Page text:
Deputies

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Taoiseach on the homeless

Gerry Adams (SF, Louth) drew attention to the ‘grim reality’ of homelessness in Dublin (Dail Eireann, Debates, 14th December 2011, 6-7).  Night after night, from summer time to the freeze of winter, people were forced to sleep rough and there were 1,281 excess winter deaths, most being vulnerable elderly citizens.  This year there would be more of them.  The Taoiseach pointed out that there had been homelessness in the city for many years and a number of studies done:

 

‘Their numbers vary from year to year.  Some are there because of marital rows, some because they could not get on in their own homes, some because of particular issues that affected them.    In many cases – or some, at least – they simply do not want to be housed anywhere.  I spoke to a young man recently who was homeless and on the street.  I asked him if he was in a position to stay in a hostel, but he said he could not go into one because he would be attacked or whatever.  These issues are always under review by the organizations which do such great work with homeless people and if the existing reports are followed through properly there will be a considerable improvement.

 

Gerry Adams: ‘Nobody is homeless by choice. Nobody sleeps rough by choice.  There are 7,500 citizens without a home and 200 sleep rough.  It is almost impossible to get emergency accommodation in this city.  … While there are 300,000 empty properties in this state, many of them owned by NAMA, we have this imbalance of 5,000 citizens homeless.  What can be done about this?  Does the Taoiseach take the homeless and housing crisis seriously?  If so, when will he appoint a minister for housing?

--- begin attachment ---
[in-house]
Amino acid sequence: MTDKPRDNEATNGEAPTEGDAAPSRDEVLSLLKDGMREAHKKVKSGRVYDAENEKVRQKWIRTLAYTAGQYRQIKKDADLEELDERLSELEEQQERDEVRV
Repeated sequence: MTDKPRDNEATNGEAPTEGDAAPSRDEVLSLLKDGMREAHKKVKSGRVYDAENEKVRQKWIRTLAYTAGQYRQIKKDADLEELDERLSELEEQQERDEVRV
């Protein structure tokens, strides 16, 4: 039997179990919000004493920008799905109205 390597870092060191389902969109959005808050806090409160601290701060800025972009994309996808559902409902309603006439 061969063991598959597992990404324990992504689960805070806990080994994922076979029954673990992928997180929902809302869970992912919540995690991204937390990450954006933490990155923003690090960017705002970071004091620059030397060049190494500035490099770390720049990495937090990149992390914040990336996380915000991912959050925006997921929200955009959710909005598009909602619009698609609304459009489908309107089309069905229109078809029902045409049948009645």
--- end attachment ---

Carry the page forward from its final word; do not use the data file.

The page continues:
The Taoiseach: ’I share the concern that no citizen should be on the streets of our cities homeless.  The reasons for this can be many and varied, personal and sensitive.  When one talks to those in that position, one learns much from them.  I recently met with the Society of St Vincent de Paul, the Simon Community and Sr Stan and her people in Temple Bar.  The programmes they want to implement over the course of several years will go a long way to alleviating this problem.

 

‘There are, however, new people who, for whatever reason, will become homeless and take to our streets.  In a civilized society and one as well-off as Ireland has been, this should not be a reality.  It is, however.  When I first entered this house 30 years ago, there were several people in the locality of Leinster House who were homeless.  While attempts were made to house them at various times, they did not want to do it for particular personal reasons.

 

‘The government is well aware of the nature and scale of the homelessness problem and will do whatever it can to alleviate it, working with those organizations which do such outstanding work night after night on the streets.  The targets set out in so many reports on this problem are achievable and will go a long way in dealing with this problem in a comprehensive fashion.  When one speaks to those involved, one learns about their views, about our country and the way it was run and how it should be run in the future’.